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Cape mantis shrimp

Cape mantis shrimp

Mantis shrimps are so named because of their similarity to praying mantises. Twenty-five species of mantis shrimp occur off southern Africa, mostly in tropical waters. They live in burrows or in rock and coral reef crevices and aggressively defend their territories against intruders.

Mantis shrimps are highly specialised predators, either ‘spearing’ or ‘smashing’ prey with large grasping limbs. ‘Spearers’ hunt by ‘spearing’ soft-bodied prey e.g. shrimps and small fishes with a swift upward lunge of a barbed ‘finger’ on the grasping claw. ‘Smashers’ strike and disable their prey e.g. crabs and molluscs by using the reinforced heel of the grasping limb. The force behind the strike is similar to a small-calibre bullet and can easily crack the glass of an aquarium!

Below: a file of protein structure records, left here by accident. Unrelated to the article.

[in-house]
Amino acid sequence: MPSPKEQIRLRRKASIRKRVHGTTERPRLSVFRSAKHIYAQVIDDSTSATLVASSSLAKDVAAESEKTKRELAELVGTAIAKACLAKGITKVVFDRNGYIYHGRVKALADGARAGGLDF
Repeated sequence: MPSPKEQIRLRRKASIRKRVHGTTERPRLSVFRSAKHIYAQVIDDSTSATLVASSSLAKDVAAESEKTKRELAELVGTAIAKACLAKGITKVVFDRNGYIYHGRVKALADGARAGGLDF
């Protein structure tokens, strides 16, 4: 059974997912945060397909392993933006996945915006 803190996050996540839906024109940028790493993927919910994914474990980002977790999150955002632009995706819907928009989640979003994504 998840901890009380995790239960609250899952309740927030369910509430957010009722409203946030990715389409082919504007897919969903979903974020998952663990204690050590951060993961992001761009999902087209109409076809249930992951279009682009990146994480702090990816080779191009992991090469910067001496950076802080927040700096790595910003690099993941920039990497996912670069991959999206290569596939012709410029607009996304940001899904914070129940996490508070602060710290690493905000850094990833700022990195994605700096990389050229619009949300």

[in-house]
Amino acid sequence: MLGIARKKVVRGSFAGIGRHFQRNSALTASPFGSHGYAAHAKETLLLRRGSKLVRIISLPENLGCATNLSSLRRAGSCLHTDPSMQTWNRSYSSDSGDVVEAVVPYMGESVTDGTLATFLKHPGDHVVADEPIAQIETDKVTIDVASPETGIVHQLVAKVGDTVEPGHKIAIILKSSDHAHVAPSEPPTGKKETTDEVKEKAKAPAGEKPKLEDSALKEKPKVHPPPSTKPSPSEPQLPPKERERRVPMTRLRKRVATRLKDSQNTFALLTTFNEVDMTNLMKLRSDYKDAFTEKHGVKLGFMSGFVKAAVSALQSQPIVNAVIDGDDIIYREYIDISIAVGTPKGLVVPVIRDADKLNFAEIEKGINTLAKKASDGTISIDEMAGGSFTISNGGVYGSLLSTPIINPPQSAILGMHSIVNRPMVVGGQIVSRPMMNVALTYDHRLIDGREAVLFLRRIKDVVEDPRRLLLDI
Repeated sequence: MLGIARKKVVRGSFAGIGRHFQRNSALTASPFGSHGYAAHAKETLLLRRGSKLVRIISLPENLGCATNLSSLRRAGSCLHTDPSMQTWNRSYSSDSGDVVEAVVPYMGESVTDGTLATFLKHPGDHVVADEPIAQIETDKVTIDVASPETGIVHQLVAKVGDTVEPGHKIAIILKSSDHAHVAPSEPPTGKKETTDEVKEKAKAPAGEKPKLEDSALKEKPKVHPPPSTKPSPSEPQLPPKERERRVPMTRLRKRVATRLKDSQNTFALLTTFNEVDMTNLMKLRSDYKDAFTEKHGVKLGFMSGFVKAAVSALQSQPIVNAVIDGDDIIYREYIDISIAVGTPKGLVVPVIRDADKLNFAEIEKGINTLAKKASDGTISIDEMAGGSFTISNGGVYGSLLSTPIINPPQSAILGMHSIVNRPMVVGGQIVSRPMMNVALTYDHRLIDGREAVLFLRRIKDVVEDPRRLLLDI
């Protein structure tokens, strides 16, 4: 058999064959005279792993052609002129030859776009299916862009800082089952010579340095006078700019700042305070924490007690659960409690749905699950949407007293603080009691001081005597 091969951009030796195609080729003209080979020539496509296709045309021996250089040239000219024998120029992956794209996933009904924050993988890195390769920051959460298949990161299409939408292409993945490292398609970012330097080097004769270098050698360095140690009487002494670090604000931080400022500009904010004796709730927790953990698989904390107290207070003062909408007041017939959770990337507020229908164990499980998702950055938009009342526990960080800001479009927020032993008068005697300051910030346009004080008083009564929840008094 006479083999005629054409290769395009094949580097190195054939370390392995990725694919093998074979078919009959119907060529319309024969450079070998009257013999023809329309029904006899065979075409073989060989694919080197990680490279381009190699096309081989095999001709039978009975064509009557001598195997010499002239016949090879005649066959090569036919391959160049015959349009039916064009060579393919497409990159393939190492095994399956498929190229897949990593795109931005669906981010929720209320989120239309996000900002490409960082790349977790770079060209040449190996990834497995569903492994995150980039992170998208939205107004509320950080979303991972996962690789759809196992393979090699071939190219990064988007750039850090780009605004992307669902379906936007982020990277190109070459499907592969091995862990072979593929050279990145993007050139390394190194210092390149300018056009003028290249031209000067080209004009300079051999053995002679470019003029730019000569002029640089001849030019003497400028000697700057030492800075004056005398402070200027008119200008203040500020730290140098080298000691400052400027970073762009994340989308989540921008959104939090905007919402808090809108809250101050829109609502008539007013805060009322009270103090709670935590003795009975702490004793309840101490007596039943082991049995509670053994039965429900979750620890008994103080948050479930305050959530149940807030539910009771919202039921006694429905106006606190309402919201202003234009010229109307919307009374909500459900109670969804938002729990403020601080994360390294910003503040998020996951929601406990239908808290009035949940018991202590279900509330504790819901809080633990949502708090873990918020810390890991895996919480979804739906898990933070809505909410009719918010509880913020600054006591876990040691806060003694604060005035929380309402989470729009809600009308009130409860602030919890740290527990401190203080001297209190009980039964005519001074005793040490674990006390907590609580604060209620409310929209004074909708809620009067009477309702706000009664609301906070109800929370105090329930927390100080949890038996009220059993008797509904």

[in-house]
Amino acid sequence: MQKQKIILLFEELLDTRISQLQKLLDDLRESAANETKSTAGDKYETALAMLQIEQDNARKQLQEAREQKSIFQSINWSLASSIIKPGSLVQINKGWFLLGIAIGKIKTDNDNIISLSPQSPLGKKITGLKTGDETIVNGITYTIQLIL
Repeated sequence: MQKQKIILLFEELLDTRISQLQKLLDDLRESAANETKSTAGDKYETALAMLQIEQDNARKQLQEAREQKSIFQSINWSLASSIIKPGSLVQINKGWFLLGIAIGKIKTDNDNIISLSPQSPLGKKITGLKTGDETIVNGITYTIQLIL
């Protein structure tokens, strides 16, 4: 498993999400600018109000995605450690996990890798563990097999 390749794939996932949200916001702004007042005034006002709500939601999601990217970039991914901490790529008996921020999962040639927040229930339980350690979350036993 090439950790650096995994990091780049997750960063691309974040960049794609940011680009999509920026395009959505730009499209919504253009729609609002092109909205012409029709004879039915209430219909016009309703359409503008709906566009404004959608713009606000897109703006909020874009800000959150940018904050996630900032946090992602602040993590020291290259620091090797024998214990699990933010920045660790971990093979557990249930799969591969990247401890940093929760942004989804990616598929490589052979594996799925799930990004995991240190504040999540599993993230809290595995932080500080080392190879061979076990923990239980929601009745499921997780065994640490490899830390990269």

The Cape mantis shrimp is the only species to occur off the West Coast. These shrimps live in burrows which they hollow out in soft sediments. They often occur in large swarms near the surface where they are preyed on by seals, hake and other fishes.

Cape mantis shrimps are ‘spearers’ and have 6-8 teeth on the finger of the grasping claw. They grow to 20cm in length.